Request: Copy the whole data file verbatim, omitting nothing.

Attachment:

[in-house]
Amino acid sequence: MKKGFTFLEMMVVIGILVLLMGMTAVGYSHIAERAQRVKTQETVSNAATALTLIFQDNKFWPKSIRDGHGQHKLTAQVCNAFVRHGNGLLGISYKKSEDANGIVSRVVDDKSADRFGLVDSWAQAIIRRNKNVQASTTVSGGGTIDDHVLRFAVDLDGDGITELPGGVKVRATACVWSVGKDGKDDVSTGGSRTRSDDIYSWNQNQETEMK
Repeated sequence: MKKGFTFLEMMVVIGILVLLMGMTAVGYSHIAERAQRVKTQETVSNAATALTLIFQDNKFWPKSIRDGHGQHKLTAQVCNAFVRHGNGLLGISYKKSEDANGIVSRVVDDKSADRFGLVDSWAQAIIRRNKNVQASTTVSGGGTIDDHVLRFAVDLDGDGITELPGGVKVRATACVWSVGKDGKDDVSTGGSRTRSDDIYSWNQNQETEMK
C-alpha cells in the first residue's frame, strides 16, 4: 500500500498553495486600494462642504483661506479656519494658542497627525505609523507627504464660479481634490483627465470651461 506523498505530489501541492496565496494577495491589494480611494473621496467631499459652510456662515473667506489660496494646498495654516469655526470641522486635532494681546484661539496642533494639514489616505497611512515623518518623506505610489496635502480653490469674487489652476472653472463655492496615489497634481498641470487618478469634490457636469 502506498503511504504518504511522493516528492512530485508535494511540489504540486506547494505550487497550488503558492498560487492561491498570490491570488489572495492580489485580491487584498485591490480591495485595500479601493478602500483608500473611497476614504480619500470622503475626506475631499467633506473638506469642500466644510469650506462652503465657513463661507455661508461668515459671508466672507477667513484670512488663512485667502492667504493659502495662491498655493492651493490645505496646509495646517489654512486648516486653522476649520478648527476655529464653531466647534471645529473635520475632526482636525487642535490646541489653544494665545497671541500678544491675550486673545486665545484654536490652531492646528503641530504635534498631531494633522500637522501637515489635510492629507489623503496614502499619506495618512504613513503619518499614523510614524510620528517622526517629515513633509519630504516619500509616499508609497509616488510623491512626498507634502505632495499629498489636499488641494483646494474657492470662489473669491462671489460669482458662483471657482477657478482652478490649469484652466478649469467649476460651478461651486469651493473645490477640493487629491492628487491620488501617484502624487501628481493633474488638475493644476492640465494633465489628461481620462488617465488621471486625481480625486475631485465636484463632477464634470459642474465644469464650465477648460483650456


[in-house]
Amino acid sequence: MKKGFTFLEMMVVIGILVLLMGMTAVGYSHIAERAQRVKTQETVSNAATALTLIFQDNKFWPKSIRDGHGQHKLTAQVCNAFVRHGNGLLGISYKKSEDANGIVSRVVDDKSADRFGLVDSWAQAIIRRNKNVQASTTVSGGGTIDDHVLRFAVDLDGDGITELPGGVKVRATACVWSVGKDGKDDVSTGGSRTRSDDIYSWNQNQETEMK
Repeated sequence: MKKGFTFLEMMVVIGILVLLMGMTAVGYSHIAERAQRVKTQETVSNAATALTLIFQDNKFWPKSIRDGHGQHKLTAQVCNAFVRHGNGLLGISYKKSEDANGIVSRVVDDKSADRFGLVDSWAQAIIRRNKNVQASTTVSGGGTIDDHVLRFAVDLDGDGITELPGGVKVRATACVWSVGKDGKDDVSTGGSRTRSDDIYSWNQNQETEMK
C-alpha cells in the first residue's frame, strides 16, 4: 500500500498553495486600494462642504483661506479656519494658542497627525505609523507627504464660479481634490483627465470651461 506523498505530489501541492496565496494577495491589494480611494473621496467631499459652510456662515473667506489660496494646498495654516469655526470641522486635532494681546484661539496642533494639514489616505497611512515623518518623506505610489496635502480653490469674487489652476472653472463655492496615489497634481498641470487618478469634490457636469 502506498503511504504518504511522493516528492512530485508535494511540489504540486506547494505550487497550488503558492498560487492561491498570490491570488489572495492580489485580491487584498485591490480591495485595500479601493478602500483608500473611497476614504480619500470622503475626506475631499467633506473638506469642500466644510469650506462652503465657513463661507455661508461668515459671508466672507477667513484670512488663512485667502492667504493659502495662491498655493492651493490645505496646509495646517489654512486648516486653522476649520478648527476655529464653531466647534471645529473635520475632526482636525487642535490646541489653544494665545497671541500678544491675550486673545486665545484654536490652531492646528503641530504635534498631531494633522500637522501637515489635510492629507489623503496614502499619506495618512504613513503619518499614523510614524510620528517622526517629515513633509519630504516619500509616499508609497509616488510623491512626498507634502505632495499629498489636499488641494483646494474657492470662489473669491462671489460669482458662483471657482477657478482652478490649469484652466478649469467649476460651478461651486469651493473645490477640493487629491492628487491620488501617484502624487501628481493633474488638475493644476492640465494633465489628461481620462488617465488621471486625481480625486475631485465636484463632477464634470459642474465644469464650465477648460483650456